Sunday, December 17, 2017

Week 88: "Doug Jones" (December 17, 2017)

Dear Readers,

It has been an eventful week. For all past newsletters (and more), make sure to go to the blog at

Net Neutrality Repealed

In a highly publicized decision, the FCC voted this week to repeal net neutrality, the practice that ensures internet service providers do not give preferential treatment to certain websites. The vote, opposed by some 83% of American voters, is already being challenged by some state Attorneys General. Ajit Pai, FCC chairman and owner of a really big mug, has furiously defended their decision before and after the vote, saying it will increase competition and end with better service, but he has received a lot of criticism from a lot of people for this. We will see how the legal battle progresses.

Alabama Elects A Democrat

On Tuesday, Alabama, one of the most conservative states in the nation, voted by a margin of 49.9% to 48.4% to elect Democrat lawyer Doug Jones over controversial Republican judge and accused child molester Roy Moore. Jones inspired incredible Democratic turnout for an off-year election as Republicans generally failed to turn out for Moore, leading to a slim margin. Democratic turnout in Jefferson County, home of Birmingham, was 163% of what it was in 2014, the last off-year election in the state, whereas Republican turnout decreased in all but one county from 2014.
It is important to not give credit to any one factor in explaining this result - it was a combination of Moore’s unpopularity, his scandals, and Doug Jones’s strong campaigning. It is also, however, important to note each of these things. This election can be seen as a very strong argument against the past Democratic strategy in the Deep South, which was to run centrist or right-wing Democrats, who lost big because they didn’t attract Republicans or inspire Democrats to turn out. Jones was a genuine liberal, which seems to have gotten Democrats to turn out strongly for him.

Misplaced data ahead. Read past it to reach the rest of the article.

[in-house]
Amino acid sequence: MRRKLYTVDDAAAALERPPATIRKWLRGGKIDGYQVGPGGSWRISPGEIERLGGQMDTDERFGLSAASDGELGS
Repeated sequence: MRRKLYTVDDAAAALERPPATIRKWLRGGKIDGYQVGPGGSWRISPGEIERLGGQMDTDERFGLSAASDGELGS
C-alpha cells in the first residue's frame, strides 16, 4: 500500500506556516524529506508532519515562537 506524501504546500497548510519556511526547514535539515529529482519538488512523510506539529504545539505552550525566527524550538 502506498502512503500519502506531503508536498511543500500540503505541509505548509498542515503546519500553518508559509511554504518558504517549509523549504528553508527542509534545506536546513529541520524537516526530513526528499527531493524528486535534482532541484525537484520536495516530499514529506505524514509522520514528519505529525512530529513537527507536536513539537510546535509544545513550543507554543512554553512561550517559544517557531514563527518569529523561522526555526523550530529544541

Jones will enter office in January, and decrease the Republican Senate majority from 52-48 to 51-49, which could prove crucial on key votes in the future. It also means Democrats only need to win 2 elections in 2018 to gain a majority, which is a lot more realistic than winning 3, given the map. This election is a stunning victory for Democrats, for moral decency, and for the people of Alabama.

Thanks for reading, feel free to let me know what you think!

Monday, December 4, 2017

Week 87: "Doom" (December 3, 2017)

Dear Readers,

It has been an eventful week. For all past newsletters (and more), make sure to go to the blog at

Flynn Pleads Guilty